Annise Parker Touches Down In Oklahoma City For Astronaut Movie Premiere

Keep Houston Press Free
I Support
  • Local
  • Community
  • Journalism
  • logo

Support the independent voice of Houston and help keep the future of Houston Press free.

Last weekend marked the 10th year for Oklahoma City's deadCENTER Film Festival. Since its beginnings as a small, largely local fest in 2000, it has grown into one of the summer's bigger festivals, drawing thousands of attendees each year and attracting filmmakers from across the world.

The closing night premiere film was Richard Garriott: Man on a Mission, the story of the video-game magnate who spent $30 million to visit the International Space Station in 2008. The movie was introduced by Garriott's father, Skylab astronaut Owen Garriott.

He, in turn, was introduced by none other than Houston Mayor Annise Parker.

Parker was actually in town for the 78th meeting of the Annual Conference of Mayors, which just happened to coincide with the film festival. Organizers say she was more than happy to make the introduction.

After some initial awkwardness over a joke that may or may not have been at Oklahoma's expense -- something about a "hoedown" -- the mayor was warmly received by the crowd, several of whom came up afterward to introduce themselves.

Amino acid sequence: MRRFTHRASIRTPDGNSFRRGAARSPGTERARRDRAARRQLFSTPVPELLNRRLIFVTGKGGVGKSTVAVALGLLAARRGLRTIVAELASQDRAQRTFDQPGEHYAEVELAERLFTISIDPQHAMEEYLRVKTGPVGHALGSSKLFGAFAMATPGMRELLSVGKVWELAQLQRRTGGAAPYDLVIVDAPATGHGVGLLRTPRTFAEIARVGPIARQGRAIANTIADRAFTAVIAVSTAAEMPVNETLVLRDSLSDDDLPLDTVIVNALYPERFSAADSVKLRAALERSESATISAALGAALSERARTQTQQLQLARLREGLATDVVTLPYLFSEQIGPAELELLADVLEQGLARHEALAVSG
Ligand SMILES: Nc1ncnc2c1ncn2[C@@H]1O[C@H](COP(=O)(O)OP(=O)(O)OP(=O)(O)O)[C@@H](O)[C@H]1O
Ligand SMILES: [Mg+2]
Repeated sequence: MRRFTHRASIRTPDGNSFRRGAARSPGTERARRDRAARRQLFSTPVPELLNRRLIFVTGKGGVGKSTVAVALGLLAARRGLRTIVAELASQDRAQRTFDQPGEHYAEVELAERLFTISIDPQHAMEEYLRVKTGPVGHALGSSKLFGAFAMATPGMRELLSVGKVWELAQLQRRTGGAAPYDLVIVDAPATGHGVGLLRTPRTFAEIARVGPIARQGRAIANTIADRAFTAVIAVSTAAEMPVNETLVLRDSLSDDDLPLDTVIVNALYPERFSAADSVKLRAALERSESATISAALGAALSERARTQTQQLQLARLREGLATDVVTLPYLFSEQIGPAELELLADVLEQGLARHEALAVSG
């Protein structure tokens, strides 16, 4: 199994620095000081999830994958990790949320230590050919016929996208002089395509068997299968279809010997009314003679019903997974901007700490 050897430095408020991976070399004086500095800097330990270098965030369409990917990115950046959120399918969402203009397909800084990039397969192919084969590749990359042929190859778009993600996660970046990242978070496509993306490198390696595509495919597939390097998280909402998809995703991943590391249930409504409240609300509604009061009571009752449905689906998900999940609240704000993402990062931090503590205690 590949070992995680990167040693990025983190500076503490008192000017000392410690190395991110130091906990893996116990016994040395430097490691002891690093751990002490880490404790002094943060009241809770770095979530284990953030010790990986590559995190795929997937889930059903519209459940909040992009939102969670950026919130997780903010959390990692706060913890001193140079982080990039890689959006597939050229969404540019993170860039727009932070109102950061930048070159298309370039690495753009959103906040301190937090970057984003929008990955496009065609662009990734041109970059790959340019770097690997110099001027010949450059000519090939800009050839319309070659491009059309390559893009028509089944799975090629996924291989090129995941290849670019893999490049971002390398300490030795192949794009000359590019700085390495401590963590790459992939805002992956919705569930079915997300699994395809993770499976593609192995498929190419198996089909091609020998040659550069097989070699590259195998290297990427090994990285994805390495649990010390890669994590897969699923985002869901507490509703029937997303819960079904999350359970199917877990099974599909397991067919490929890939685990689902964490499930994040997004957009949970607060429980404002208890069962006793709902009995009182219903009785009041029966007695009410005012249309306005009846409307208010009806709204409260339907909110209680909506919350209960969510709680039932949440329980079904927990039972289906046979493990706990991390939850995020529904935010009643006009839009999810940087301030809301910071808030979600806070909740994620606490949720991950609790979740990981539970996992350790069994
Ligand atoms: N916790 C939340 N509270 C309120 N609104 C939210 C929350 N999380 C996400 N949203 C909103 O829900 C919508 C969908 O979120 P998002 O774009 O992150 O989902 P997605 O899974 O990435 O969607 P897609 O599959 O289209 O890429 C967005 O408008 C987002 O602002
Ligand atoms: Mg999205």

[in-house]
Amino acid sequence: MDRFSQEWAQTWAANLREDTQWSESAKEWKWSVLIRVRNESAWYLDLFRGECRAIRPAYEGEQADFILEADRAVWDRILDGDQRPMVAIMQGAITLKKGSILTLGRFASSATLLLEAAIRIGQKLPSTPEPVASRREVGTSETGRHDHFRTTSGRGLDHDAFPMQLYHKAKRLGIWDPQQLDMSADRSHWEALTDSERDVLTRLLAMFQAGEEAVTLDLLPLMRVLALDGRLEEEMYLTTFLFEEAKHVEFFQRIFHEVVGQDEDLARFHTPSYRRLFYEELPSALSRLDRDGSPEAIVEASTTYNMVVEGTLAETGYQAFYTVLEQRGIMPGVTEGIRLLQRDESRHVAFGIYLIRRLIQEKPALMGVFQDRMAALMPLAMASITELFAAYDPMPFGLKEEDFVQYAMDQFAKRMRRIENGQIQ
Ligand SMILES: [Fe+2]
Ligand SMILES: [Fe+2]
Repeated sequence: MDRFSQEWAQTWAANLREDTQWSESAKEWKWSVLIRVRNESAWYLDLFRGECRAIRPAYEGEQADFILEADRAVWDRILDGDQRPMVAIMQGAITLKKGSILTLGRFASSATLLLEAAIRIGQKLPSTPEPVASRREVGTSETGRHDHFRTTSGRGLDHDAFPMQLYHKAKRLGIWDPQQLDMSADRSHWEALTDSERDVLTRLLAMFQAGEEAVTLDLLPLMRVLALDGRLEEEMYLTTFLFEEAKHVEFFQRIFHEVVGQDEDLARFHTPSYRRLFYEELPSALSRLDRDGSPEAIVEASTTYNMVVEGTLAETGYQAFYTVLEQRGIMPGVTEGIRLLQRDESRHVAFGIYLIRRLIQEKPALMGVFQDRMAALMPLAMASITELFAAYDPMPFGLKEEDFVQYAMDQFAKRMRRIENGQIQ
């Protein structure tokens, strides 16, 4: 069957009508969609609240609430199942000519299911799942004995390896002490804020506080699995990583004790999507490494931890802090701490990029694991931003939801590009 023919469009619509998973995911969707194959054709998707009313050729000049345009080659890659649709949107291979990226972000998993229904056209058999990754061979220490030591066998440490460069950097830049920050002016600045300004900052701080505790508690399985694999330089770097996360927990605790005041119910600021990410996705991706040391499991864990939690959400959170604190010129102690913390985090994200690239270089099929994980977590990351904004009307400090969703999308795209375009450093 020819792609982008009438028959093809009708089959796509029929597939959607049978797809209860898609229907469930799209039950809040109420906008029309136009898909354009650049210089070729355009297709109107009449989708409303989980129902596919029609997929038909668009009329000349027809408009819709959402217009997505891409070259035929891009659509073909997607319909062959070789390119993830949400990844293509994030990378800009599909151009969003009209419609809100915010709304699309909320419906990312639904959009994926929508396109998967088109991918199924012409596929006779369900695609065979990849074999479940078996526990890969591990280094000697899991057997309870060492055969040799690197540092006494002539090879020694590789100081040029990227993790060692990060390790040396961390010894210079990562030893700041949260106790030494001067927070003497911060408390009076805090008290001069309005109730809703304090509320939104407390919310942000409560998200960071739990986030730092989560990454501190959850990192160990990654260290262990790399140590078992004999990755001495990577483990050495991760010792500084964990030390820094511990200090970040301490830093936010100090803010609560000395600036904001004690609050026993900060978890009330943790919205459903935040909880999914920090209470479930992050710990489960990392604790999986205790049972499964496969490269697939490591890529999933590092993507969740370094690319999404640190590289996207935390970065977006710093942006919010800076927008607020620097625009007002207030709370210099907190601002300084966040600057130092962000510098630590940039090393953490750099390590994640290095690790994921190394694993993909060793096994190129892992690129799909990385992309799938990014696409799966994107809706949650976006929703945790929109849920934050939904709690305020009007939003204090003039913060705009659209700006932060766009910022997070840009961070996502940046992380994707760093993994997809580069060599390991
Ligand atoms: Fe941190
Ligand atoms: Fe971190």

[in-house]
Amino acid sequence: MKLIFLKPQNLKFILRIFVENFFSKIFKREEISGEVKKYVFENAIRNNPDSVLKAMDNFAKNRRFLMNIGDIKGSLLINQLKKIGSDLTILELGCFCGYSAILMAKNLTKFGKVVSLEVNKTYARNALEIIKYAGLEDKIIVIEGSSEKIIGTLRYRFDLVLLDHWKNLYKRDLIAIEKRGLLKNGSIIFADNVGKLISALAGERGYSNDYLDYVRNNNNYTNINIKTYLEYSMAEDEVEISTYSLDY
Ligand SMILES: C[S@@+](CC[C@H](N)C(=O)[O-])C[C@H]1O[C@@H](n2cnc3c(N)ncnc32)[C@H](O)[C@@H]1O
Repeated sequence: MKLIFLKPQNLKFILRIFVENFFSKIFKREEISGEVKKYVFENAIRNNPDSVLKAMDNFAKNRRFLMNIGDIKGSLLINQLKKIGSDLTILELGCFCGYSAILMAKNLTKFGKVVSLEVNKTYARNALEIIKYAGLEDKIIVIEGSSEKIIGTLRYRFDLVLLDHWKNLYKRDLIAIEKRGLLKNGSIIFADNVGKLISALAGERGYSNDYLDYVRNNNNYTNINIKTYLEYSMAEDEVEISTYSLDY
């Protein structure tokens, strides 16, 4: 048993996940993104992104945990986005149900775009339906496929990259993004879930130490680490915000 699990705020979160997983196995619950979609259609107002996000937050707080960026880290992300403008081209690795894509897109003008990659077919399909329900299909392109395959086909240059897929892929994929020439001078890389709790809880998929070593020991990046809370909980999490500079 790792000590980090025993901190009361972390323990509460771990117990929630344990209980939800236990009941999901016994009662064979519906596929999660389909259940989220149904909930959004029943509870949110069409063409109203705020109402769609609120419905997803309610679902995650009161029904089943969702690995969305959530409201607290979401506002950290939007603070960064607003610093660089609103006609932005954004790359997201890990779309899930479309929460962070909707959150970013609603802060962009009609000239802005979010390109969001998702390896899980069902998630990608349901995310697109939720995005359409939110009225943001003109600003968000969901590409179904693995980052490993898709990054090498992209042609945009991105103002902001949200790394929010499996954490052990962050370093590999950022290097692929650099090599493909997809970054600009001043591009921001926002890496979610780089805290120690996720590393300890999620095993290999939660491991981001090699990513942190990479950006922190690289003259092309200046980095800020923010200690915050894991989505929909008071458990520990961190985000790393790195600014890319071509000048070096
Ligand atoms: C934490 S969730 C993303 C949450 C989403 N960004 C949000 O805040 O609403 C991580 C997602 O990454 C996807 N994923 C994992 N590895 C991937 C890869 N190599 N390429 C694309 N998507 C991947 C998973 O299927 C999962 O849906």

Her festival duties complete, Parker left to continue her conference. And possibly to escape the movie's 125-decibel outdoor sound system.

Keep the Houston Press Free... Since we started the Houston Press, it has been defined as the free, independent voice of Houston, and we would like to keep it that way. Offering our readers free access to incisive coverage of local news, food and culture. Producing stories on everything from political scandals to the hottest new bands, with gutsy reporting, stylish writing, and staffers who've won everything from the Society of Professional Journalists' Sigma Delta Chi feature-writing award to the Casey Medal for Meritorious Journalism. But with local journalism's existence under siege and advertising revenue setbacks having a larger impact, it is important now more than ever for us to rally support behind funding our local journalism. You can help by participating in our "I Support" membership program, allowing us to keep covering Houston with no paywalls.

We use cookies to collect and analyze information on site performance and usage, and to enhance and customize content and advertisements. By clicking 'X' or continuing to use the site, you agree to allow cookies to be placed. To find out more, visit our cookies policy and our privacy policy.


Join the Press community and help support independent local journalism in Houston.


Join the Press community and help support independent local journalism in Houston.